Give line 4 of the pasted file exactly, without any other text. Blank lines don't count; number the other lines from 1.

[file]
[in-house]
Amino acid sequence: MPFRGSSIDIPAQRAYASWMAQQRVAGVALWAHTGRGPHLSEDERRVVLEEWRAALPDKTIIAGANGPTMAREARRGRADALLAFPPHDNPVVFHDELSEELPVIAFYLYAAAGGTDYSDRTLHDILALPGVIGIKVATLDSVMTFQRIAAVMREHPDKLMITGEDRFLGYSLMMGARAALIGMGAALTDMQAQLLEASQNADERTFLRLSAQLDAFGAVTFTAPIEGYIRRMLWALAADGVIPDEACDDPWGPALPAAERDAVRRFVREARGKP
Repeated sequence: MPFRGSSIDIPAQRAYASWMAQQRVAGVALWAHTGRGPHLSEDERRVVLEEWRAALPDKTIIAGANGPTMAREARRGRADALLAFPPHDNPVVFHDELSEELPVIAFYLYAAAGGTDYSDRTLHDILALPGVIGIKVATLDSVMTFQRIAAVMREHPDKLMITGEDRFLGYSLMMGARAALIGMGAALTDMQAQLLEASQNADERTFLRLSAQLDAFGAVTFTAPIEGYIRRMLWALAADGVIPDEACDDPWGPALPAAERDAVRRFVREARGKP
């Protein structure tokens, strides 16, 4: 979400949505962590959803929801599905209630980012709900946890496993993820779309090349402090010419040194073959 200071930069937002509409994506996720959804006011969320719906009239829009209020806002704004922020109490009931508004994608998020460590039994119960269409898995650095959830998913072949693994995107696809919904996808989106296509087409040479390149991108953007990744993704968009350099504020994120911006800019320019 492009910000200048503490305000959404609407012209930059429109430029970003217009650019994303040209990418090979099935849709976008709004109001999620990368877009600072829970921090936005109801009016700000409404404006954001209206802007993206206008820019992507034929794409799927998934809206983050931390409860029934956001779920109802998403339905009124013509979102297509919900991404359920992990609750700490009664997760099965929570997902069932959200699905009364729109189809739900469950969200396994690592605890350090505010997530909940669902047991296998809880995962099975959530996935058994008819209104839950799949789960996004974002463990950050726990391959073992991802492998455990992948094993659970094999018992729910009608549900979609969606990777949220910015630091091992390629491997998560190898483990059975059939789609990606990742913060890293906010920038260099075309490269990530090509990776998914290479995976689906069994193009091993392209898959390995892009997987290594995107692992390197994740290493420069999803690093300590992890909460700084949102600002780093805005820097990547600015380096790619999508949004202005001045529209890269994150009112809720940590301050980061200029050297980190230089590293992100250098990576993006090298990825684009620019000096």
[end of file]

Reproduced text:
């Protein structure tokens, strides 16, 4: 979400949505962590959803929801599905209630980012709900946890496993993820779309090349402090010419040194073959 200071930069937002509409994506996720959804006011969320719906009239829009209020806002704004922020109490009931508004994608998020460590039994119960269409898995650095959830998913072949693994995107696809919904996808989106296509087409040479390149991108953007990744993704968009350099504020994120911006800019320019 492009910000200048503490305000959404609407012209930059429109430029970003217009650019994303040209990418090979099935849709976008709004109001999620990368877009600072829970921090936005109801009016700000409404404006954001209206802007993206206008820019992507034929794409799927998934809206983050931390409860029934956001779920109802998403339905009124013509979102297509919900991404359920992990609750700490009664997760099965929570997902069932959200699905009364729109189809739900469950969200396994690592605890350090505010997530909940669902047991296998809880995962099975959530996935058994008819209104839950799949789960996004974002463990950050726990391959073992991802492998455990992948094993659970094999018992729910009608549900979609969606990777949220910015630091091992390629491997998560190898483990059975059939789609990606990742913060890293906010920038260099075309490269990530090509990776998914290479995976689906069994193009091993392209898959390995892009997987290594995107692992390197994740290493420069999803690093300590992890909460700084949102600002780093805005820097990547600015380096790619999508949004202005001045529209890269994150009112809720940590301050980061200029050297980190230089590293992100250098990576993006090298990825684009620019000096």